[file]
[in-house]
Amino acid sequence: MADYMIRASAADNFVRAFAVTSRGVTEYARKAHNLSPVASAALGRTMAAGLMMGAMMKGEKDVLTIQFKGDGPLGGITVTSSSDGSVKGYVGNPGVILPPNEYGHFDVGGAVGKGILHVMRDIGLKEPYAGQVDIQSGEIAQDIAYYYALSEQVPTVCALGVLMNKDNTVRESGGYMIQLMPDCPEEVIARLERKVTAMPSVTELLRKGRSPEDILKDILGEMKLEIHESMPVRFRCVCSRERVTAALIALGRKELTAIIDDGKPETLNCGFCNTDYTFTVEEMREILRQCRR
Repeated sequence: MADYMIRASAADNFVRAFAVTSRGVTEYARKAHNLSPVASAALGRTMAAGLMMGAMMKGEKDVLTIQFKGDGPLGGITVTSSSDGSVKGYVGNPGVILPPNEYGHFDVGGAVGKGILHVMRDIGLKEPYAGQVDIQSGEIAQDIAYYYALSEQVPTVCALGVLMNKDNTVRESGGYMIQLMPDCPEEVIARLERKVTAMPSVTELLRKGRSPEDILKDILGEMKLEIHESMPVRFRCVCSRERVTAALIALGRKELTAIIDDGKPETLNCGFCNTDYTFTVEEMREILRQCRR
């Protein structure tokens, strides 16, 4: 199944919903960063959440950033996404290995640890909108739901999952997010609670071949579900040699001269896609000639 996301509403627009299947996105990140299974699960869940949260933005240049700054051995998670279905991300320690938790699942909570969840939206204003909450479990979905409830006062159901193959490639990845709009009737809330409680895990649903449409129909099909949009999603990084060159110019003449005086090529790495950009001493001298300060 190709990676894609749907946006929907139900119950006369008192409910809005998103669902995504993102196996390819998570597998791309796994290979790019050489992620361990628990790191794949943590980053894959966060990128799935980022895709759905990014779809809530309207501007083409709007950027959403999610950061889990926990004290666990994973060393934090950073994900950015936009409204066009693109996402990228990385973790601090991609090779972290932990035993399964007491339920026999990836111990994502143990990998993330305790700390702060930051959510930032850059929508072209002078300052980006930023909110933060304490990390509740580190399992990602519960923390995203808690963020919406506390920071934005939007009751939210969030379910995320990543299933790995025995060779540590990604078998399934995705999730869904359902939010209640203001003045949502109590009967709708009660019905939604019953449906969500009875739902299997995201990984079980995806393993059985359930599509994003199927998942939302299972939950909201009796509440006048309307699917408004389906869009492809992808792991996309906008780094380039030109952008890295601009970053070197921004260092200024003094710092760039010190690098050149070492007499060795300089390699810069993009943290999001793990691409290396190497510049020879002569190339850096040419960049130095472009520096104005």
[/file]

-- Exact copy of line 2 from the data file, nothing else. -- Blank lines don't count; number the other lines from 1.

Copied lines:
Amino acid sequence: MADYMIRASAADNFVRAFAVTSRGVTEYARKAHNLSPVASAALGRTMAAGLMMGAMMKGEKDVLTIQFKGDGPLGGITVTSSSDGSVKGYVGNPGVILPPNEYGHFDVGGAVGKGILHVMRDIGLKEPYAGQVDIQSGEIAQDIAYYYALSEQVPTVCALGVLMNKDNTVRESGGYMIQLMPDCPEEVIARLERKVTAMPSVTELLRKGRSPEDILKDILGEMKLEIHESMPVRFRCVCSRERVTAALIALGRKELTAIIDDGKPETLNCGFCNTDYTFTVEEMREILRQCRR